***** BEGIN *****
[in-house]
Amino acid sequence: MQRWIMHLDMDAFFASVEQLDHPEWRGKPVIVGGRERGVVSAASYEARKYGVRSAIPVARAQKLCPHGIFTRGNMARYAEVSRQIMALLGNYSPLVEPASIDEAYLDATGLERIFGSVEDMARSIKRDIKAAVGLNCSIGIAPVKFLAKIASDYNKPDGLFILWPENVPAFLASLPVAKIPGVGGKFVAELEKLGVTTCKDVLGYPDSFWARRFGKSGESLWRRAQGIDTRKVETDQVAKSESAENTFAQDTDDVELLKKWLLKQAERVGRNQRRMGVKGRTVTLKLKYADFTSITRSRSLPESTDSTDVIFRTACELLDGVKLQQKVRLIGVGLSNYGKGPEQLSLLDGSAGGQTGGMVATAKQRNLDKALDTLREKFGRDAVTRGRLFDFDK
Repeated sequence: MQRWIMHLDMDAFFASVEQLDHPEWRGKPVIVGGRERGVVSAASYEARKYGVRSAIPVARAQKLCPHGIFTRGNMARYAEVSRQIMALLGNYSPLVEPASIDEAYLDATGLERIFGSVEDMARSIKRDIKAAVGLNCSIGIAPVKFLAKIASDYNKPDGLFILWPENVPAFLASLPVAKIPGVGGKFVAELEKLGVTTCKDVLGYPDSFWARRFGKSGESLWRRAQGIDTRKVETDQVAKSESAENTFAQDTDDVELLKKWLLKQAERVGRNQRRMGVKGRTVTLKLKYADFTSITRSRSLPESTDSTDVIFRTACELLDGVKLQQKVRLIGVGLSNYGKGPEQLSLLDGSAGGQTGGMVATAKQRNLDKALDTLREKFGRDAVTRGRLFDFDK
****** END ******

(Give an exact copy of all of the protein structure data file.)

[in-house]
Amino acid sequence: MQRWIMHLDMDAFFASVEQLDHPEWRGKPVIVGGRERGVVSAASYEARKYGVRSAIPVARAQKLCPHGIFTRGNMARYAEVSRQIMALLGNYSPLVEPASIDEAYLDATGLERIFGSVEDMARSIKRDIKAAVGLNCSIGIAPVKFLAKIASDYNKPDGLFILWPENVPAFLASLPVAKIPGVGGKFVAELEKLGVTTCKDVLGYPDSFWARRFGKSGESLWRRAQGIDTRKVETDQVAKSESAENTFAQDTDDVELLKKWLLKQAERVGRNQRRMGVKGRTVTLKLKYADFTSITRSRSLPESTDSTDVIFRTACELLDGVKLQQKVRLIGVGLSNYGKGPEQLSLLDGSAGGQTGGMVATAKQRNLDKALDTLREKFGRDAVTRGRLFDFDK
Repeated sequence: MQRWIMHLDMDAFFASVEQLDHPEWRGKPVIVGGRERGVVSAASYEARKYGVRSAIPVARAQKLCPHGIFTRGNMARYAEVSRQIMALLGNYSPLVEPASIDEAYLDATGLERIFGSVEDMARSIKRDIKAAVGLNCSIGIAPVKFLAKIASDYNKPDGLFILWPENVPAFLASLPVAKIPGVGGKFVAELEKLGVTTCKDVLGYPDSFWARRFGKSGESLWRRAQGIDTRKVETDQVAKSESAENTFAQDTDDVELLKKWLLKQAERVGRNQRRMGVKGRTVTLKLKYADFTSITRSRSLPESTDSTDVIFRTACELLDGVKLQQKVRLIGVGLSNYGKGPEQLSLLDGSAGGQTGGMVATAKQRNLDKALDTLREKFGRDAVTRGRLFDFDK